Guam Survivors Tell of Shaking, Fire

AGANA, Guam -- A Korean Air jetliner shook violently before crashing into the rocky terrain of tropical Guam, some survivors said Thursday. Others reported no signs of distress until the plane came to its violent end.

Twenty-nine people survived the crash early Wednesday of Flight 801 on this U.S.-governed Pacific island. The plane was carrying 254 passengers, including 13 Americans, when it went down in a heavy rainstorm on approach to the airport. By mid-afternoon, 99 bodies had been recovered.

There was no way to reconcile the survivors' conflicting reports. National Transportation Safety Board investigators Thursday were examining the thick, tropical underbrush for clues to what caused the Boeing 747 to crash. The voice and flight-data recorders have been sent to Washington for analysis.

The safety board's George Black told NBC's "Today'' that human error may have played a role because the plane appears to have flown into a hill, a process known as "controlled flight into terrain.''

"Controlled flight into terrain is usually an error on someone's part, and it does have all the earmarks of controlled flight into terrain,'' Black said by telephone from Guam.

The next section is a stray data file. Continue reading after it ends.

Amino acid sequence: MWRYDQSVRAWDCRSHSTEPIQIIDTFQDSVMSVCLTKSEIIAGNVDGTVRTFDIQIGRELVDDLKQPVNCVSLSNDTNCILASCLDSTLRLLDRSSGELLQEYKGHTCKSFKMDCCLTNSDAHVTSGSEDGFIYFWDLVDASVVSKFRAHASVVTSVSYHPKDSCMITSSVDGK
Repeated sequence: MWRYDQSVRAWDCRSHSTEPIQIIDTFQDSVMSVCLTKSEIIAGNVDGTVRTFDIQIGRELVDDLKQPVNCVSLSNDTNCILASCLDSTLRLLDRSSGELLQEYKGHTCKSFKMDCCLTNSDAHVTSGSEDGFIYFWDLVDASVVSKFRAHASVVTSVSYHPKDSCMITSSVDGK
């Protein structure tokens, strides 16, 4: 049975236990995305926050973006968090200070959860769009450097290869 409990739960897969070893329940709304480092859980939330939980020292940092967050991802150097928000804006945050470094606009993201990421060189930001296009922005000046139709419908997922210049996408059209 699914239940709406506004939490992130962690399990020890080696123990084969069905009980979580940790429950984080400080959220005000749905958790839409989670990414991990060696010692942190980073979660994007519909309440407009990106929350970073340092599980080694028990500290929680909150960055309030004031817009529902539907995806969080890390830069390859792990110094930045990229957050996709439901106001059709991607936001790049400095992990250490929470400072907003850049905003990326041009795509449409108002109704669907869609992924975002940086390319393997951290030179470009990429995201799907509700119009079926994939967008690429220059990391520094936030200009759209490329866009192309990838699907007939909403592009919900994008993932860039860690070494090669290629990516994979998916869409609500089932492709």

Burned and scratched, some of the more fortunate survivors told of being hurled from the plane still attached to their seats, and of turning back in their escape from the burning jet to pull fellow passengers to safety.

"I felt the plane shake, and shake more, and then it was a sudden drop. It felt like there was no gravity,'' Song Yun-ho, 29, said from his bed at Guam's Navy hospital. "When I woke up, the plane had crashed.''

Song turned back to pull out another passenger. That passenger also survived.

The plane was carrying mainly Korean tourists, including many families heading to Guam's tropical beaches for vacation.

Flight attendant Oh Sang-hee, 25, lay in bed in another room at the Navy hospital, her face burned slightly and hair singed.

Oh had felt the jet shaking more than usual during the flight, worrying her so that she said at one point she looked out a window -- only to see flames surging.

She too spoke of being jolted from the jet while still in her seat by the impact of the crash, her seat belt still wrapped around her.

Another survivor, 35-year-old American Hong Seong, said he had not noticed anything out of the ordinary until the plane's landing gear hit the treetops.

"The two rows of seats in front were tumbling toward me ... that's when I heard the screaming,'' said Hong, who was at the same hospital.

Hundreds of family members were in Guam on Thursday, either to wait for authorities to identify the dead or, for a few, to comfort injured loved ones. Many were angry that bodies still remained at the crash site and said they would refuse to claim any remains until all victims had been accounted for.

Korean Air said the survivors included two Americans in addition to Hong; they were identified as Grace Chung and Angela Shim. Their hometowns were not available.